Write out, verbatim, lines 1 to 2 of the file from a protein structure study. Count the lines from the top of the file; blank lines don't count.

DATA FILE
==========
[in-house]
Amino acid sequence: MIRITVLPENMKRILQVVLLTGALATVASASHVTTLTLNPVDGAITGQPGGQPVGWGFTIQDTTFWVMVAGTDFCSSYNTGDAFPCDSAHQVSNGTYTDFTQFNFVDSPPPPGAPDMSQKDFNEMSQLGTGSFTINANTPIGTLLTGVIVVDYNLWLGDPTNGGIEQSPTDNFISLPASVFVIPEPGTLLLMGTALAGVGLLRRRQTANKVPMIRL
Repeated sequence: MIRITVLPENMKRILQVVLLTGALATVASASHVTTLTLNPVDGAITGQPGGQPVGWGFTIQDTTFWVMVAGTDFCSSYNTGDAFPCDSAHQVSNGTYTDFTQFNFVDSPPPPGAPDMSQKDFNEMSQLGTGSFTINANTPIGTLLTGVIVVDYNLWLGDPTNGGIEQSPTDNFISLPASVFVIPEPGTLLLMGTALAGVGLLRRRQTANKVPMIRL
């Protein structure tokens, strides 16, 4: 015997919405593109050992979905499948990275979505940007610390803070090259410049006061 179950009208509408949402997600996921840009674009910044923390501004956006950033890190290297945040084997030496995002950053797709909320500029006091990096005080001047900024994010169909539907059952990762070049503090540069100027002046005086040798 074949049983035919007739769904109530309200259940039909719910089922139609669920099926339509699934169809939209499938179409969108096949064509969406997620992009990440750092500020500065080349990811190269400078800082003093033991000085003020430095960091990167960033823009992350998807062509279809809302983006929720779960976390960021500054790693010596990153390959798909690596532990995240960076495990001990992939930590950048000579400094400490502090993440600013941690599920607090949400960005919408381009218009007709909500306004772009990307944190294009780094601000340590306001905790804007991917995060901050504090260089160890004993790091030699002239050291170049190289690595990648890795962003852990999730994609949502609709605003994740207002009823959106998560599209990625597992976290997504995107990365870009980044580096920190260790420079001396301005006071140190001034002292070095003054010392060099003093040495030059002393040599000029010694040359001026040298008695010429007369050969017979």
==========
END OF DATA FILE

[in-house]
Amino acid sequence: MIRITVLPENMKRILQVVLLTGALATVASASHVTTLTLNPVDGAITGQPGGQPVGWGFTIQDTTFWVMVAGTDFCSSYNTGDAFPCDSAHQVSNGTYTDFTQFNFVDSPPPPGAPDMSQKDFNEMSQLGTGSFTINANTPIGTLLTGVIVVDYNLWLGDPTNGGIEQSPTDNFISLPASVFVIPEPGTLLLMGTALAGVGLLRRRQTANKVPMIRL